As an indication of the growing aggression of state agencies, a phenomenon that is also reflected in the UK and Europe, Gardiner estimates that two-thirds of the firm’s lawyers litigate before federal and state trial appellate courts and before government agencies.
In the UK as elsewhere the law makes prosecution a relatively easy matter, and especially so for consumers. How many of Britain’s hotel owners know, for example, that they are strictly liable for the loss of property brought by their guests unless they can prove that the item went missing because of the guest’s own negligence?
As commercial barristers Quadrant Chambers’ Thomas Macey-Dare says, this strict liability dates from the Middle Ages when inn-keepers were often in league with highwaymen to rob guests while they slept.
These days the law is enshrined in the Hotel Proprietors Act of 1956. Although the proprietor’s exposure, being limited to £750 per item and £1,500 in total, would hardly put the business at risk, it does demonstrate how vulnerable businesses can be to events that may be only technically within their control.
As businesses expand beyond their home base, directors may be increasingly open to another country’s system of litigation. In Australia, law firms have identified a trend towards piercing the ‘corporate veil’ that is putting directors’ personal assets and even their freedom at risk.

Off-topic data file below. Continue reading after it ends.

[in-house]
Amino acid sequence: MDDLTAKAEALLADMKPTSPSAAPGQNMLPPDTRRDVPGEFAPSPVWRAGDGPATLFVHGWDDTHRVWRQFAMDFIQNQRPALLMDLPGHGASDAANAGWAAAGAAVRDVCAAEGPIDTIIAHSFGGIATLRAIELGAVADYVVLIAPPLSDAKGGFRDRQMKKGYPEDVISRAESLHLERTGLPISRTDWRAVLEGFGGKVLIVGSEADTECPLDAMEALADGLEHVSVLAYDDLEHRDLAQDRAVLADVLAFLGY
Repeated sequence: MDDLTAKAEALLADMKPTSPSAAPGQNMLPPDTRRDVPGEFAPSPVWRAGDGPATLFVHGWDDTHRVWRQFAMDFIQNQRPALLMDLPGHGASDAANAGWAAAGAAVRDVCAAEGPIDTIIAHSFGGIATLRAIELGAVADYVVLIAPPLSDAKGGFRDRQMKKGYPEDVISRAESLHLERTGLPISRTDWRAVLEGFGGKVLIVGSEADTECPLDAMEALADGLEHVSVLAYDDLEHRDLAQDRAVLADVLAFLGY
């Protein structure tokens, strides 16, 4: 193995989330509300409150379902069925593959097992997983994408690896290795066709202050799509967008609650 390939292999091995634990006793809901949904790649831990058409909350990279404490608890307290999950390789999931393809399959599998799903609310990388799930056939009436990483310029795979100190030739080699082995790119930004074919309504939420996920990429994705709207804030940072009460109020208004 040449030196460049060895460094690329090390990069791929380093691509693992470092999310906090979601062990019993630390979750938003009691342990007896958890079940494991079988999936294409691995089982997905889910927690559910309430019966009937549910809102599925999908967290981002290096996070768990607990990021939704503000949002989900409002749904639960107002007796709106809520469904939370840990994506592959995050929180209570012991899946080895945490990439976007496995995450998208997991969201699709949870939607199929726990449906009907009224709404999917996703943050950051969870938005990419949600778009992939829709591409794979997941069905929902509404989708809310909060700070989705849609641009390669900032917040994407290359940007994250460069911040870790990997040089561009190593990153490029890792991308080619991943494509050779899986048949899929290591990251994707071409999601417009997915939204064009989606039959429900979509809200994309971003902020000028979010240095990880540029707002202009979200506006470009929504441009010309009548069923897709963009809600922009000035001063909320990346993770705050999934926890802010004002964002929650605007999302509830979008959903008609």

“For many years the corporate veil has been under attack to the point where, according to some, it’s been reduced to little more than a tattered rag,” says Stacks/The Law Firm business law specialist Tony Mitchell.
The Australian corporate watchdog ASIC has been particularly aggressive in recent cases. As Mitchell says, directors can be held personally liable for a string of misdemeanours including unpaid superannuation, allowing the company to continue to trade when there are grounds to suspect it may become insolvent, failure to exercise a reasonable degree of skill, failure to disclose material personal interests and other alleged breaches of their obligations.
“The continuing deterioration of the corporate veil means it is more important than ever for company directors to develop and have in place appropriate strategies to protect their personal wealth and their families’ wealth,” Mitchell warns.
As in other jurisdictions, the risk of prosecution by aggrieved consumers is also growing. Take door-knocking, a sales technique that does not normally attract the ire of consumer watchdogs. But when energy group AGL sent out salespeople who failed to reveal, as required, that they were in fact salespeople and then compounded their mistake by misleading homeowners on the company’s pricing, the result was a whopping total penalty of A$1.75m (€1.22m).